Although literature in female entrepreneurship points out disparities in funding between men and women entrepreneurs, there is little research that examines if there are differences between men and women in the way they “ask” for capital. We examine investor pitches to determine if men and women craft language differently. We draw on theories of communicative style, public speaking and discourse analysis to investigate how rhetorical devices used by male versus female entrepreneurs may influence investor decisions. Using transcriptions of 185 pitches, we find that women do not apply rhetorical styles that have traditionally been attributed to women. Instead, women use more male “typed” language when pitching. Our findings suggest that female entrepreneurs have a clear understanding of the power of the spoken language and the impact of the words they use when pitching for VC funding.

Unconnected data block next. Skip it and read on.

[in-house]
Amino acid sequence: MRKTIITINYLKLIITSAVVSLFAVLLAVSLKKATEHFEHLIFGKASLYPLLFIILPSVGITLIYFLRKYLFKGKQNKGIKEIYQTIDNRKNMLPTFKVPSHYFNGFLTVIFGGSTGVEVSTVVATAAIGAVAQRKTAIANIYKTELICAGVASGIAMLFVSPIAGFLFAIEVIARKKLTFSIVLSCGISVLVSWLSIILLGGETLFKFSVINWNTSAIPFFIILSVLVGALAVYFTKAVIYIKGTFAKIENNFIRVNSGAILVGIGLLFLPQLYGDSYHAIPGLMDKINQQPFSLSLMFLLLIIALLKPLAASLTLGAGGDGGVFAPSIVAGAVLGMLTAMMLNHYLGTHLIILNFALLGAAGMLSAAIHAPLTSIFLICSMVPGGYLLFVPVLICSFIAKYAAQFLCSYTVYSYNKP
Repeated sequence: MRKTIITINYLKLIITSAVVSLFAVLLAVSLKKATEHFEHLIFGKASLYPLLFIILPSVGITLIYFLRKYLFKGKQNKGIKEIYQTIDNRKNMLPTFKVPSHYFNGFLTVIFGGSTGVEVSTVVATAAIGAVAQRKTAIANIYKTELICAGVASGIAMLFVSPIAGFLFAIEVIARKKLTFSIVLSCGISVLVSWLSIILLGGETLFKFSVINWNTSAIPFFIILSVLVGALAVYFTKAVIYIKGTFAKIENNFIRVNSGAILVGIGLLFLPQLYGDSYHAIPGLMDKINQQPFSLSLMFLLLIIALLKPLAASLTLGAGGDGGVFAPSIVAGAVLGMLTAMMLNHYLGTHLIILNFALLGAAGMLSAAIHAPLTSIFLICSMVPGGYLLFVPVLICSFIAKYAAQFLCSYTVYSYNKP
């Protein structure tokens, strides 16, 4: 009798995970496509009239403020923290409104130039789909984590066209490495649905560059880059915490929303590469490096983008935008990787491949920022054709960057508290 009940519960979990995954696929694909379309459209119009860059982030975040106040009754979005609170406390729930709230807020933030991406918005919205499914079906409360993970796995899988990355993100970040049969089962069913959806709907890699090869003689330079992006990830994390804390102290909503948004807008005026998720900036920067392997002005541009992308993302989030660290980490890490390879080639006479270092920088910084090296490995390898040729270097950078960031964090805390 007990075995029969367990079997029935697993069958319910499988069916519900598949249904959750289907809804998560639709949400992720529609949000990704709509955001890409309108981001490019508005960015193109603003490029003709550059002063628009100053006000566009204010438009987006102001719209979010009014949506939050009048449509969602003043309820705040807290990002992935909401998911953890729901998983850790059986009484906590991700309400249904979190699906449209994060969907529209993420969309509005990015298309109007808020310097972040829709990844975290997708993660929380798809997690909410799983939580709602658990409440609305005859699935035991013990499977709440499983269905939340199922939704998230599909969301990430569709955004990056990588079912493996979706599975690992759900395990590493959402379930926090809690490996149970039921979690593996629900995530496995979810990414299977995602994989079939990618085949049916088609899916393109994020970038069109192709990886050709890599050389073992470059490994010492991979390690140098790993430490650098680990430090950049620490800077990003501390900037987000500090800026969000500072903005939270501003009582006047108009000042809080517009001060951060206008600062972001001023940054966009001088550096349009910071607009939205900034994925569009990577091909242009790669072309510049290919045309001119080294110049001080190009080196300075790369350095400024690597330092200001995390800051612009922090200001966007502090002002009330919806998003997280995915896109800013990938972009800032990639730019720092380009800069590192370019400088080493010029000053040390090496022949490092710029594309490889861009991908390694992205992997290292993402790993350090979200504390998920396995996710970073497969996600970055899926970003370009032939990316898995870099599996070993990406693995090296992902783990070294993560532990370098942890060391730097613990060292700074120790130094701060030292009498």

Balachandra, Lakshmi and Fischer, Katrin
"WORDS MATTER: MEN, WOMEN AND THE POWER OF THE SPOKEN WORD IN ENTREPRENEURIAL PITCHING,"
Frontiers of Entrepreneurship Research: Vol. 36
, Article 1.
Available at: https://digitalknowledge.babson.edu/fer/vol36/iss2/1